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United States, Cuba Sign Arrangement Restoring Scheduled Air Service

Tuesday, February 16, 2016

DOT Launches Process to Award the New Flights

HAVANA – Today, U.S. Transportation Secretary Anthony Foxx, Assistant Secretary of State for Economic and Business Affairs Charles Rivkin, Cuban Minister of Transportation Adel Yzquierdo Rodriguez and President of the Cuban Civil Aviation Institute (IACC), Ministry of Transportation Colonel Alfredo Cordero Puig signed an arrangement that provides for the re-establishment of scheduled air services between the United States and Cuba.  Immediately following the signing, the U.S. Department of Transportation (DOT) invited U.S. air carriers to apply for an allocation of the new opportunities to provide scheduled passenger and cargo flights.  

“We are excited to announce the availability of new scheduled air service opportunities to Cuba for U.S. carriers, shippers, and the traveling public, and we will conduct this proceeding in a manner designed to maximize public benefits,” said U.S. Transportation Secretary Anthony Foxx.

In 2014, the Obama Administration announced its intention to re-establish diplomatic relations and embark on a process of normalization with Cuba.  Less than one year later, in December 2015, after several months of negotiations, the governments of the United States and Cuba concluded negotiations on a non-legally binding arrangement to re-establish scheduled air services between the two countries.  This new arrangement will facilitate visits for travelers that fall under one of 12 categories authorized by the U.S. Department of the Treasury’s Office of Foreign Assets Control.  It also represents a major step forward in President Obama’s policy of engagement with Cuba.  There have been no scheduled flights between the United States and Cuba for over half a century.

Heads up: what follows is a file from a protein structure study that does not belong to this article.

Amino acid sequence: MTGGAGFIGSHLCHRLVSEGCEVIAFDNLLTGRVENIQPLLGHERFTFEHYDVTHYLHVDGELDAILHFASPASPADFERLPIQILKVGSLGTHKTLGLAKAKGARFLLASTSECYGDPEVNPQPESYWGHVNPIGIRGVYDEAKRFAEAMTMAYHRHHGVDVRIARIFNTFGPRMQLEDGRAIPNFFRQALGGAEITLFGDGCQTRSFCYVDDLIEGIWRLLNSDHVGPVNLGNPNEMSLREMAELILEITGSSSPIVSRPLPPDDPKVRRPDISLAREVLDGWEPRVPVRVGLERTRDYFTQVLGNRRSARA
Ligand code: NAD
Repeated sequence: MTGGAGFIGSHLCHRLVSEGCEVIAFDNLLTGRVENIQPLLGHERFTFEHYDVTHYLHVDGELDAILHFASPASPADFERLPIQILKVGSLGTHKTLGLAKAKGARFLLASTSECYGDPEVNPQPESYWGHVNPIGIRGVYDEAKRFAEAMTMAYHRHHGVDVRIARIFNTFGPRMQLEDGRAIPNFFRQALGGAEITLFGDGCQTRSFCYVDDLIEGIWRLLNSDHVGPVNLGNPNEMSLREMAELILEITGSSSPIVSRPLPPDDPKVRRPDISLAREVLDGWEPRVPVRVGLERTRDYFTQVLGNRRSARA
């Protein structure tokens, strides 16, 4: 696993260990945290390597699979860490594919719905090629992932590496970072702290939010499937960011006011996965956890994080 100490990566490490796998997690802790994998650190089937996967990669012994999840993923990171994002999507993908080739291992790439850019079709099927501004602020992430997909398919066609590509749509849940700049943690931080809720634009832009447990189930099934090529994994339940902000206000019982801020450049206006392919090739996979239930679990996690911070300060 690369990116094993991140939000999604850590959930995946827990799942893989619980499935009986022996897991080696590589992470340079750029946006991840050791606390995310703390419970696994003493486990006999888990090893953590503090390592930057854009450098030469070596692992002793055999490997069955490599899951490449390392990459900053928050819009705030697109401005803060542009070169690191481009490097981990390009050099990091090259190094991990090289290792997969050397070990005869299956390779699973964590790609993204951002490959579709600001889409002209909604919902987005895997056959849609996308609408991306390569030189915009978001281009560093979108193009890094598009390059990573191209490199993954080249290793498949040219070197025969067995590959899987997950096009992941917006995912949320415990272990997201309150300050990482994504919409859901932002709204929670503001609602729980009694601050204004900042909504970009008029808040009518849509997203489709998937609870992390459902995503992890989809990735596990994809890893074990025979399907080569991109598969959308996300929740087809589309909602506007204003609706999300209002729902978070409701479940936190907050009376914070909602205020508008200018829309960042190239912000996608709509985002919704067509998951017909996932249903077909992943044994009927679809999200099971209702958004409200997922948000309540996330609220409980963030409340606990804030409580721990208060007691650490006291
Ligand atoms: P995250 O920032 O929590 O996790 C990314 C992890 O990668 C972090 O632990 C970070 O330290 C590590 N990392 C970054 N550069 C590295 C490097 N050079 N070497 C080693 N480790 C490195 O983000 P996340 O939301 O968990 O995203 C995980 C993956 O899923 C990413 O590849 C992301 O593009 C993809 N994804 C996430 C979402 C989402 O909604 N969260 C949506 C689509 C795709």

The new arrangement provides each country with the opportunity to operate up to 20 daily roundtrip flights between the United States and Havana.  The arrangement also provides each country with the opportunity to operate up to 10 daily roundtrip flights between the United States and each of Cuba’s nine other international airports, providing U.S. carriers with the opportunity to operate up to a total of 110 daily roundtrip flights between the United States and Cuba.  The arrangement does not limit charter services, meaning that no DOT allocation procedures are needed and charter flights can continue as before. 

Today’s order invites applications from U.S. carriers and initiates a proceeding for DOT to select which U.S. carriers will be able to offer scheduled flights to Cuba, and from which U.S. points.  In making its selection, the Department will consider which proposals will offer and maintain the best service to the traveling and shipping public.  The Department recognizes the eagerness of U.S. carriers to take advantage of these new Cuba opportunities, and intends to reach a final decision as expeditiously as possible.

DOT’s order states that applications are due March 2, 2016; answers to applications are due March 14, 2016; and replies to those answers are due March 21, 2016.  Interested parties can track the progress of the case and view the publicly available documents at, docket DOT-OST-2016-0021.

Infographic on Cuba flights